Fig. 15.

(a) NCAPE, low-level (0–3 km AGL) shear and (b) WCD, LCL, freezing level, and 850–575-hPa lapse rate calculated from the 24 May 2002 dropsondes as a function of distance along the Learjet flight track. LCL and freezing level heights are AGL. The time of each dropsonde release is indicated and annotated by the dashed gray lines in the vertical. The number of −CG and +CG flashes and the percent of positive polarity for storms within each orange rectangular box in Fig. 14 are shown. The thick vertical dash–dotted line shows the location of CI for deep convection along the Learjet flight track as determined by satellite imagery.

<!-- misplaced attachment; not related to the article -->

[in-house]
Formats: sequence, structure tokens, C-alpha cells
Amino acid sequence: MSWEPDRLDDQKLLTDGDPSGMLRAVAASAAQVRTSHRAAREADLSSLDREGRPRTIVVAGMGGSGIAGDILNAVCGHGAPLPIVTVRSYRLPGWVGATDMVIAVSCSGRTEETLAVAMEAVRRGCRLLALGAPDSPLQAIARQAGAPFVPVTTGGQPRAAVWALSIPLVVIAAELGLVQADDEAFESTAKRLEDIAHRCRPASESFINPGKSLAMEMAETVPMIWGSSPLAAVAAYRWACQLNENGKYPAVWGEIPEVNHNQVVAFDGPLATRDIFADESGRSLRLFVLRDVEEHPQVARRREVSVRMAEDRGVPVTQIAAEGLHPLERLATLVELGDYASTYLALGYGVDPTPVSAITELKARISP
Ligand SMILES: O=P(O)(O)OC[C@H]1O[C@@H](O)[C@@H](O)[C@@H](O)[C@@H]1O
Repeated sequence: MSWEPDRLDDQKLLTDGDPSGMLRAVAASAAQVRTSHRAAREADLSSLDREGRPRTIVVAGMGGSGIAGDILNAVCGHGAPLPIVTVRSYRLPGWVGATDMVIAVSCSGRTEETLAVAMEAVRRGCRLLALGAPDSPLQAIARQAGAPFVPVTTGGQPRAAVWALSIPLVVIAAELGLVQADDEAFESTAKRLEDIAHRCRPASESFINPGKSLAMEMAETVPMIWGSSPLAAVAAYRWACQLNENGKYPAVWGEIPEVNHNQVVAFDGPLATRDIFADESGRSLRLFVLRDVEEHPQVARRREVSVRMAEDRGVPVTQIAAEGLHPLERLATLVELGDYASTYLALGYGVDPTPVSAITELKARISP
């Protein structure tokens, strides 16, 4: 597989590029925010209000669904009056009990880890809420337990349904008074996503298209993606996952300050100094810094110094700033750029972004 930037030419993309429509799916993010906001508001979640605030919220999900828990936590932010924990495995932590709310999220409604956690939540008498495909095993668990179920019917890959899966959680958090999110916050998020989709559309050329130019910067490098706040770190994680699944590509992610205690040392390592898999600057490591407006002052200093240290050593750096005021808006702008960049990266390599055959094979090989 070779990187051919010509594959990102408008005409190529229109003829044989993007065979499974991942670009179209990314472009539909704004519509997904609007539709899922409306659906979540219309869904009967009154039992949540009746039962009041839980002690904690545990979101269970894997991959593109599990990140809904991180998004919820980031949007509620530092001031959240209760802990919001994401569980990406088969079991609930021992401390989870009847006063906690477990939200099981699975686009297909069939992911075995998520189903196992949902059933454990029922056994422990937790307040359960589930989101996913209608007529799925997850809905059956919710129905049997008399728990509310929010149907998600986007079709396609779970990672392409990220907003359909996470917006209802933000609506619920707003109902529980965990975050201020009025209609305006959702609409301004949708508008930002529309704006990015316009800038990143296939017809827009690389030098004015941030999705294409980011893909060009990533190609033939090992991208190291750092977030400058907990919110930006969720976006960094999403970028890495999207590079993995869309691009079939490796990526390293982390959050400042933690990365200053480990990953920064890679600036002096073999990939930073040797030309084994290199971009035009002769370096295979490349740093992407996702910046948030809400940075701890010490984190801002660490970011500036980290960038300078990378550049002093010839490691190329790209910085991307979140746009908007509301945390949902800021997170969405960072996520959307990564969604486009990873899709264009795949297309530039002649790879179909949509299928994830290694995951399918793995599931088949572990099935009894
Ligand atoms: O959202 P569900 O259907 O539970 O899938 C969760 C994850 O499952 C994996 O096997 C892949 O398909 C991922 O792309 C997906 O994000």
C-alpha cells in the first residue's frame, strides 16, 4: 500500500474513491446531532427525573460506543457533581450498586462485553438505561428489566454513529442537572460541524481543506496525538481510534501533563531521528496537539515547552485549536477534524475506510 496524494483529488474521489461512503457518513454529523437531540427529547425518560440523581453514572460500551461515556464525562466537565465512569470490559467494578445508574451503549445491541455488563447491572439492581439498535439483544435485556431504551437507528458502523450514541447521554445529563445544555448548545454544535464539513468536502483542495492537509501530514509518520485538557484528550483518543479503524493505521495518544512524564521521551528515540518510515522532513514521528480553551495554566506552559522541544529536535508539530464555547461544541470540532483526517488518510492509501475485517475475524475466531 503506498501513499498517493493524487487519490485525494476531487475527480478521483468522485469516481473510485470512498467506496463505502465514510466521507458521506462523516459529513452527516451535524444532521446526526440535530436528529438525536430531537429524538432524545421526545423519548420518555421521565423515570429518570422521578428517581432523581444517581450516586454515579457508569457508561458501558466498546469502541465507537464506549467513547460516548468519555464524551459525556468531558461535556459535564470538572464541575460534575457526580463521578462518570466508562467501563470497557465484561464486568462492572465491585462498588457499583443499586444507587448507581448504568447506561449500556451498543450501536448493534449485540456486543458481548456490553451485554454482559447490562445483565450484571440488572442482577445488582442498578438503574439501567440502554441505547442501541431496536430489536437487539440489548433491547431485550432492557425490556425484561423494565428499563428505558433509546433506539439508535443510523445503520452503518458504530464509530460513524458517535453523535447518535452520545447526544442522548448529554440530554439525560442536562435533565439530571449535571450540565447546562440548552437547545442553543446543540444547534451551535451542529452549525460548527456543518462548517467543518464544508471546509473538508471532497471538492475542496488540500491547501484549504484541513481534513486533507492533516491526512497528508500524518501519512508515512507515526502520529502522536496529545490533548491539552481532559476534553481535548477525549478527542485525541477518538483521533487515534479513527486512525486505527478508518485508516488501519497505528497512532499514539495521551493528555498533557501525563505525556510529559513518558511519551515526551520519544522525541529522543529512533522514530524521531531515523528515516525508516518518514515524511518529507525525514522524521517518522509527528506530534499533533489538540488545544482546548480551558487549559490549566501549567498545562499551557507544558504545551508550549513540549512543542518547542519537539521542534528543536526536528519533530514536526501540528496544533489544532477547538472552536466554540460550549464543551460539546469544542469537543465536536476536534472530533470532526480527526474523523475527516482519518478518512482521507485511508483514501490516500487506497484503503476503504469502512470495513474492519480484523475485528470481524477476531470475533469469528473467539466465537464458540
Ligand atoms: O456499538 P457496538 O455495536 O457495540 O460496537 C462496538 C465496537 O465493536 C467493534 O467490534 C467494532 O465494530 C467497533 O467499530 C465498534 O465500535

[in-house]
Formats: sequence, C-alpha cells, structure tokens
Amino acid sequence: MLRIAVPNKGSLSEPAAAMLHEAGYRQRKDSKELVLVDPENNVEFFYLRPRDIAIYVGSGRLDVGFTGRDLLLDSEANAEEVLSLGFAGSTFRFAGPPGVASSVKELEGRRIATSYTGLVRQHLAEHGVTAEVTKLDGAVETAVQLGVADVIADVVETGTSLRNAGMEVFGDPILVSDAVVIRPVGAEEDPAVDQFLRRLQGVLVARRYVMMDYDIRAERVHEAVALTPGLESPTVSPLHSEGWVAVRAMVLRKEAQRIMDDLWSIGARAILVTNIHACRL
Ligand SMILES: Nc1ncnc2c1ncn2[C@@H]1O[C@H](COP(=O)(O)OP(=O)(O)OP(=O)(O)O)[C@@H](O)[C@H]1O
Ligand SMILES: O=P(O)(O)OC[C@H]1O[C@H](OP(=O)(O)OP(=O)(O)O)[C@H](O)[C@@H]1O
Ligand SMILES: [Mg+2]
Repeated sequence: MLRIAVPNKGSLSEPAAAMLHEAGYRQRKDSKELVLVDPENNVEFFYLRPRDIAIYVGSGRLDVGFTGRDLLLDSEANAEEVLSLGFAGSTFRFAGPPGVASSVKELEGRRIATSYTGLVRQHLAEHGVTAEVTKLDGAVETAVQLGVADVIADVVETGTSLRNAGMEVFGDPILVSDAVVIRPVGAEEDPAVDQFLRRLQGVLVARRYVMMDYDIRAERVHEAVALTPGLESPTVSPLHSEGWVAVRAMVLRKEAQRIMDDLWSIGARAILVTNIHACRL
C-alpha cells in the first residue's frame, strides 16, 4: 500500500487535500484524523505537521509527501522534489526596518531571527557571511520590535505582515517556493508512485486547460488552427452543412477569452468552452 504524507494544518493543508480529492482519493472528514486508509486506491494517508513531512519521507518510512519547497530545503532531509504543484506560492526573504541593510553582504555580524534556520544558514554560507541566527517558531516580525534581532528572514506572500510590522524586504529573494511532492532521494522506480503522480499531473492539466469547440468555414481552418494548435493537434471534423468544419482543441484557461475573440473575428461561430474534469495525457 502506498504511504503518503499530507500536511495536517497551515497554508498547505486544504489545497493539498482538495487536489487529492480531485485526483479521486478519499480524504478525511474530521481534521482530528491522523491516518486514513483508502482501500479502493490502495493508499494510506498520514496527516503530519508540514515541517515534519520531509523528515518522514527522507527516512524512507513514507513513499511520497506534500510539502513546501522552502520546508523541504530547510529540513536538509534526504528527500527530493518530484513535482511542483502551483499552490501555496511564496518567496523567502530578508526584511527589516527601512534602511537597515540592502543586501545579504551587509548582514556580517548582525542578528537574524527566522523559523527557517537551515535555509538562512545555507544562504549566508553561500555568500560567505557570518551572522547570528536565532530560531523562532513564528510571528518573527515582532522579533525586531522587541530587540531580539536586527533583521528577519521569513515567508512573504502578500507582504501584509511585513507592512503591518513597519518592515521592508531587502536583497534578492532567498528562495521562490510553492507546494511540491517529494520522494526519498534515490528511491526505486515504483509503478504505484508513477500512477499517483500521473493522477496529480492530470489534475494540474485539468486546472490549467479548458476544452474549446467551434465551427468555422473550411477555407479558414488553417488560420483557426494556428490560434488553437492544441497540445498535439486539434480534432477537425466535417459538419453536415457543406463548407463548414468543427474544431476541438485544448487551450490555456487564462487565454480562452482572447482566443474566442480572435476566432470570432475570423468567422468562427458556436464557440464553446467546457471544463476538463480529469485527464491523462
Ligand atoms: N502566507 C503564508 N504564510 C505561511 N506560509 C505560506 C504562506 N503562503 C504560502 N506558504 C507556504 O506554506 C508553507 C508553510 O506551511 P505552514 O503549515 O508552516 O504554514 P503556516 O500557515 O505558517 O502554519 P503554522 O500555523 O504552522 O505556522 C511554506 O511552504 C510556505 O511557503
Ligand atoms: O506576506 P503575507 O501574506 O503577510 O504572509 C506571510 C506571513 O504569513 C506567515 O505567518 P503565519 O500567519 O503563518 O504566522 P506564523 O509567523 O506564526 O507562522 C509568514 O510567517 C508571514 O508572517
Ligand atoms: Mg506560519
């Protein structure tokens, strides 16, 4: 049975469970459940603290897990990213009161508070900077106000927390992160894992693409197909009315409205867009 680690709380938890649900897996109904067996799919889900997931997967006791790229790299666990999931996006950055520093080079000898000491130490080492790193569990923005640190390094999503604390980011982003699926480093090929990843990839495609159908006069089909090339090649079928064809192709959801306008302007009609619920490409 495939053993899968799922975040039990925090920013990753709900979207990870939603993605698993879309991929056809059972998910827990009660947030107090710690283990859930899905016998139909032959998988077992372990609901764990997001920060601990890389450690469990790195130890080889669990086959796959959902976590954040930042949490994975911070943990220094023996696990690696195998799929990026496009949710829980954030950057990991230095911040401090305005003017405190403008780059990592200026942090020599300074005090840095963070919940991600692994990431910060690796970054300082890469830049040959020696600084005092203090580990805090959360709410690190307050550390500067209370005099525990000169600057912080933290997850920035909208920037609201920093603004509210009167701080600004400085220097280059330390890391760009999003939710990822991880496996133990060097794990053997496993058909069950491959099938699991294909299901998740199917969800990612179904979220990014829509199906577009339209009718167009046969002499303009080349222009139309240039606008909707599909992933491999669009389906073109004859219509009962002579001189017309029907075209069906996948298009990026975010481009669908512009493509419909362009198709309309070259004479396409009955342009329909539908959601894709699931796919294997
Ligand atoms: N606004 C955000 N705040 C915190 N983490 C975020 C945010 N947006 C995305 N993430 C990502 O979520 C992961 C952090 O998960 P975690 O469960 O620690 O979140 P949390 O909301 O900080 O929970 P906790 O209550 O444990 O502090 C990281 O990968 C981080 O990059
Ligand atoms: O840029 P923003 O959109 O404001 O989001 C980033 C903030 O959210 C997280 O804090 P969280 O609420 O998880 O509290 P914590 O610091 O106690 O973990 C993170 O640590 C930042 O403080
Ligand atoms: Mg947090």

Parameters that were found to differ significantly and consistently between negative and positive regions in the grouped and regional comparisons above were calculated for all of the good (i.e., containing no bad data) 24 May dropsondes from 2022 to 2046 UTC as shown in Fig. 15a (NCAPE and 0–3 km AGL shear) and Fig. 15b (850–575 hPa lapse rate,5 WCD, LCL, and freezing level). A cold front was located between the locations of the 2025 and 2031 UTC dropsondes. There was also a dryline intersecting the cold front, forming a triple point in the vicinity of the Learjet flight track (not shown). The dryline ran between the 2031 and 2034 UTC dropsondes in Fig. 15, and this is where CI occurred as determined from satellite imagery (not shown).